Title

Implicit change leadership, change management, and affective commitment to change: Comparing academic institutions vs business enterprises

Document Type

Article

Publication Date

9-2018

Abstract

Purpose – The purpose of this paper is to examine differences in implicit change leadership schemas and their relationship with change management (CM) of employees of academic institutions and business enterprises.

Design/methodology/approach – This study used a quantitative approach through surveys with 645 employees in academic institutions and business enterprises. Path analysis and regression were conducted to determine the relationships between the constructs.

Findings – Results show that CM mediates the relationship of change leadership schemas and affective commitment to change in both business enterprises and academic institutions. However, differences were found in the change leadership schemas that predict perceived effectiveness of CM. Execution competencies predicted effectiveness of CM in business enterprises whereas strategic and social competencies predicted perceived effectiveness of CM in academic institutions.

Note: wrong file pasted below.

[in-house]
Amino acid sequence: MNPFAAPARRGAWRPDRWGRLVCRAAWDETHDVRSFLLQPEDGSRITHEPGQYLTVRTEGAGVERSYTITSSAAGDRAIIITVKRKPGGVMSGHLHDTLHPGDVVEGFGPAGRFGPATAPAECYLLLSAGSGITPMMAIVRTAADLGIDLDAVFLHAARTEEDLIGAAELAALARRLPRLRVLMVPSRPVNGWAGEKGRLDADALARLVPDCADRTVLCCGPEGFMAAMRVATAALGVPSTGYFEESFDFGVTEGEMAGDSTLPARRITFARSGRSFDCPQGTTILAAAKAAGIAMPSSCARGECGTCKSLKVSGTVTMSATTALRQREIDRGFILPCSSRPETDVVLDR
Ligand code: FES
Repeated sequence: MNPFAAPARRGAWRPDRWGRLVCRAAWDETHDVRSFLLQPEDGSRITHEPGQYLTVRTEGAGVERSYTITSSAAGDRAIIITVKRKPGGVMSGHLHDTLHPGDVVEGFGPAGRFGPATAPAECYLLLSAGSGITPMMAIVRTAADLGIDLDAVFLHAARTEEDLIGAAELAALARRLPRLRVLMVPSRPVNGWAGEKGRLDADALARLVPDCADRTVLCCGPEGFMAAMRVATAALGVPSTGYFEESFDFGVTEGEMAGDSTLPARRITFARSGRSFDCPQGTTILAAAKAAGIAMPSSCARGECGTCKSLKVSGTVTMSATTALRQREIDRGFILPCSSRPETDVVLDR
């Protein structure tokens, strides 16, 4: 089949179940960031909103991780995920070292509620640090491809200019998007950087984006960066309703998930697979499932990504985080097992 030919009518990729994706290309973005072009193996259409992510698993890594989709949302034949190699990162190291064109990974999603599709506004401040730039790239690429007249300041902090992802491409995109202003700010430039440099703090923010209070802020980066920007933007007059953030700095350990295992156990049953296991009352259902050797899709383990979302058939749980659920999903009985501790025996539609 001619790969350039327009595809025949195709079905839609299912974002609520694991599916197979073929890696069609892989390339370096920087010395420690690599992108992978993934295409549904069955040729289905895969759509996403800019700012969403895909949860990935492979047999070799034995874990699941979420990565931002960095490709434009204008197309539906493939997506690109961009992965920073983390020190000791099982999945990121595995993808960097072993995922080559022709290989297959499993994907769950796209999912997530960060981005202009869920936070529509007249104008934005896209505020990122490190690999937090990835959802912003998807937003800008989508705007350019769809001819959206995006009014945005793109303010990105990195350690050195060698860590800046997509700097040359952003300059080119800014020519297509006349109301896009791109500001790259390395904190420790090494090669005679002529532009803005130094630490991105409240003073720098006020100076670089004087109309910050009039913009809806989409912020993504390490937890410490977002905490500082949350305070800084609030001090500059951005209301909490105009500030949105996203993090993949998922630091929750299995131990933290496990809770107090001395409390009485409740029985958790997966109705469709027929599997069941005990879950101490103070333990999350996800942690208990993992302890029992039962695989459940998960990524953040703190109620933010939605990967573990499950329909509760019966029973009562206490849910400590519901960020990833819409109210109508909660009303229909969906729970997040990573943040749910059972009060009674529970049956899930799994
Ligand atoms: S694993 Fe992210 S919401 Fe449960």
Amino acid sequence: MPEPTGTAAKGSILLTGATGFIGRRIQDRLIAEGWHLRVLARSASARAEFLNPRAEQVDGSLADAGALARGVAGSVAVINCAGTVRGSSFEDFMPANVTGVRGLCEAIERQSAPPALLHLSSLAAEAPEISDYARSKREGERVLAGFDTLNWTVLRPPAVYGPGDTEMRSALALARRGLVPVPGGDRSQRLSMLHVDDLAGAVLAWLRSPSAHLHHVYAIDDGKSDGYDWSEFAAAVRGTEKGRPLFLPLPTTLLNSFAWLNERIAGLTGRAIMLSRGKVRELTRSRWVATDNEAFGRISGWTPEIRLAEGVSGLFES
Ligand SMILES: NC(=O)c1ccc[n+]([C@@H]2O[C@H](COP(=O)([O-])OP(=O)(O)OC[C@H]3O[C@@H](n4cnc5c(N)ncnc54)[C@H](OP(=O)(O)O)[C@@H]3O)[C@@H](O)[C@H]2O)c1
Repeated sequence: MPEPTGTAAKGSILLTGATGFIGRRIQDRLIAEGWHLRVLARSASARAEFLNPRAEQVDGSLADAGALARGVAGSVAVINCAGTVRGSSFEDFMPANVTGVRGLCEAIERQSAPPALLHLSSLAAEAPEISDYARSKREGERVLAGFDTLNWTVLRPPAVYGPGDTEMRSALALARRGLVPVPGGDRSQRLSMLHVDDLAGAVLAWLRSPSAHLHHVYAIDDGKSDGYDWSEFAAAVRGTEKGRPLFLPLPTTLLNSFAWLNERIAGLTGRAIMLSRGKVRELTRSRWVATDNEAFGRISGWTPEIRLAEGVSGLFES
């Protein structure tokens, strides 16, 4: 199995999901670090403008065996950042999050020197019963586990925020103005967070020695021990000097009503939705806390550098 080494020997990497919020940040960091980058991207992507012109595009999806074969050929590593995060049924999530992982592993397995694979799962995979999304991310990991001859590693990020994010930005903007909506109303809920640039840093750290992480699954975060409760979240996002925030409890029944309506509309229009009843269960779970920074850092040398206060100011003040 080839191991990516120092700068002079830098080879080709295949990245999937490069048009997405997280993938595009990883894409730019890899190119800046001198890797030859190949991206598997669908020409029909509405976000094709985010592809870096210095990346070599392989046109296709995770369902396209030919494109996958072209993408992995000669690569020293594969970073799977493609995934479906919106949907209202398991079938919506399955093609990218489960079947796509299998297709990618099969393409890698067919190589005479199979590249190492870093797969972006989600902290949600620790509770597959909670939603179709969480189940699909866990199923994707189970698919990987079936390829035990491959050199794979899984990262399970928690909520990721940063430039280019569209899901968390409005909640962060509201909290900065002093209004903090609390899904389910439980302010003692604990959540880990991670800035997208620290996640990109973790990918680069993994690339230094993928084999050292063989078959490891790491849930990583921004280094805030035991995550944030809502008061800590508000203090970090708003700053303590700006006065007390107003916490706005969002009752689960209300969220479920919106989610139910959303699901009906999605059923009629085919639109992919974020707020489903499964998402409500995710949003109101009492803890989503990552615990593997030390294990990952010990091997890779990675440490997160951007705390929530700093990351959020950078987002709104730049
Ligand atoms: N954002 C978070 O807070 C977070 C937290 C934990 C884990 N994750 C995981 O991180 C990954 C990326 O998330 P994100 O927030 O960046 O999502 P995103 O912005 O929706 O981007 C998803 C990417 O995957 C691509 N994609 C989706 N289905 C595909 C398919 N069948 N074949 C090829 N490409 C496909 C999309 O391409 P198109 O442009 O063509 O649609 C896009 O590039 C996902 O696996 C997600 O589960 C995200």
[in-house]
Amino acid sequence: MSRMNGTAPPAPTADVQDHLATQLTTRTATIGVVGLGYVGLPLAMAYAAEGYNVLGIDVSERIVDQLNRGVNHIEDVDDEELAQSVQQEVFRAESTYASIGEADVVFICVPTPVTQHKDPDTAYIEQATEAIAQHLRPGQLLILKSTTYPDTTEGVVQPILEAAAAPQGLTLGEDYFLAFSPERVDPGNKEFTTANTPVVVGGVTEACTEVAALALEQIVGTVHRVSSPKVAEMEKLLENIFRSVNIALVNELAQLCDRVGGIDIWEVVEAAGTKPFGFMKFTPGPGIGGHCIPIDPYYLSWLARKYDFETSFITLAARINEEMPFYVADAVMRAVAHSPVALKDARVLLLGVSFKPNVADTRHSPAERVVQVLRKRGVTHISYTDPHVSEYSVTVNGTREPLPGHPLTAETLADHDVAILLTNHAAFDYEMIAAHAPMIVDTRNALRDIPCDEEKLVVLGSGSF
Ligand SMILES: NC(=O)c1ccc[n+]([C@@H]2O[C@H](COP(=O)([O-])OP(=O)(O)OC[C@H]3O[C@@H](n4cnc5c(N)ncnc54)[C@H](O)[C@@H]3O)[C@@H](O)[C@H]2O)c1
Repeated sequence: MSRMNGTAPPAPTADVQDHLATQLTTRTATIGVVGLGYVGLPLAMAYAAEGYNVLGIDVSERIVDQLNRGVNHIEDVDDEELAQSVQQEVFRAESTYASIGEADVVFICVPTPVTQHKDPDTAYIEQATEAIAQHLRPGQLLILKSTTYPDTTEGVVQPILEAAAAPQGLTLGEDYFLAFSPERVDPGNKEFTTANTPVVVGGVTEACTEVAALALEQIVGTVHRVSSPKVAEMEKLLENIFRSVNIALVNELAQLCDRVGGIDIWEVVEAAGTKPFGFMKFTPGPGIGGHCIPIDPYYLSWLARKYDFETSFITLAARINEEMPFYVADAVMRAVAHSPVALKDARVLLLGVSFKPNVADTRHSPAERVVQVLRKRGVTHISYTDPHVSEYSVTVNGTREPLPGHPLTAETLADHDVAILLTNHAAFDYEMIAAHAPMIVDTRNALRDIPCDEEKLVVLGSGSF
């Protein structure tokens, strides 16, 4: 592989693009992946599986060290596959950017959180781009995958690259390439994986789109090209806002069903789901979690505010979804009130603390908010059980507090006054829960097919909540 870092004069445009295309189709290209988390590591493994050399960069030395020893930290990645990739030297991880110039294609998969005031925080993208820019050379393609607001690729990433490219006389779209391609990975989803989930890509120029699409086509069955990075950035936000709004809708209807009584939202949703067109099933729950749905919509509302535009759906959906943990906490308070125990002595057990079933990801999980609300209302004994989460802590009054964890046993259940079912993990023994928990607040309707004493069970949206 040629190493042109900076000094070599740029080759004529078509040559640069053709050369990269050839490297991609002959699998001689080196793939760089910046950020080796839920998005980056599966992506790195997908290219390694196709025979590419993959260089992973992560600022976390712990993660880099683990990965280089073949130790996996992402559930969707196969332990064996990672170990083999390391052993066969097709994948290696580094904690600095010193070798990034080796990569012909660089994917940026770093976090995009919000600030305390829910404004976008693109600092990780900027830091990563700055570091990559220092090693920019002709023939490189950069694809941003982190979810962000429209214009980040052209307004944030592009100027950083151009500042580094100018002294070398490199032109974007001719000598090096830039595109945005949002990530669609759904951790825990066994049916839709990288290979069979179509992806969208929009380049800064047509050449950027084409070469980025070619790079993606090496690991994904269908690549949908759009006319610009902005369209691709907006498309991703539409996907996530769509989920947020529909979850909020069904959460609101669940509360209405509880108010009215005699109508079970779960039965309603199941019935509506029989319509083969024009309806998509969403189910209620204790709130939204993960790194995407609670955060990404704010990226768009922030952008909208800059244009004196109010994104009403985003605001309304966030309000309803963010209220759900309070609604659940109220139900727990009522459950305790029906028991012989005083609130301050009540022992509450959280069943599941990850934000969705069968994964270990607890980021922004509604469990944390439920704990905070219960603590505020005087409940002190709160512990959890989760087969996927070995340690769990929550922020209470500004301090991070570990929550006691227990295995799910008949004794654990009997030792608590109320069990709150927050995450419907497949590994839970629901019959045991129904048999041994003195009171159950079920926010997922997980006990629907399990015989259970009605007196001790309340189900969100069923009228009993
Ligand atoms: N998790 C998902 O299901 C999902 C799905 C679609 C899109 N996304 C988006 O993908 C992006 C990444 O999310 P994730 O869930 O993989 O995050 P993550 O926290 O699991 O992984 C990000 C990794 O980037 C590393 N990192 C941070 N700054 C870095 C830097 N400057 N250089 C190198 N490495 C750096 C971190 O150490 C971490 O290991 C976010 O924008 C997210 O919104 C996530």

Research limitations/implications – The limitations of the study were the use of self-report data and its cross-sectional design. Future research may use longitudinal designs and multiple sources of data to explore the relationship of change leadership schemas and perceived effectiveness of CM. Moreover, leadership schemas may be examined in other types of organizations such as non-profits, government agencies and social enterprises.

Practical implications – Results suggest that change leadership schemas are context-dependent. Thus, it is important to consider organizational culture and follower schemas when choosing change leaders and executing change. Moreover, differences in the saliences of change leader schemas by type of organization suggest the need to adopt contextually nuanced approaches to the selection and development of change leaders.

Originality/value – This paper contributes to organizational change literature by providing evidence of differences in change leadership schemas among academic institutions and business enterprises.

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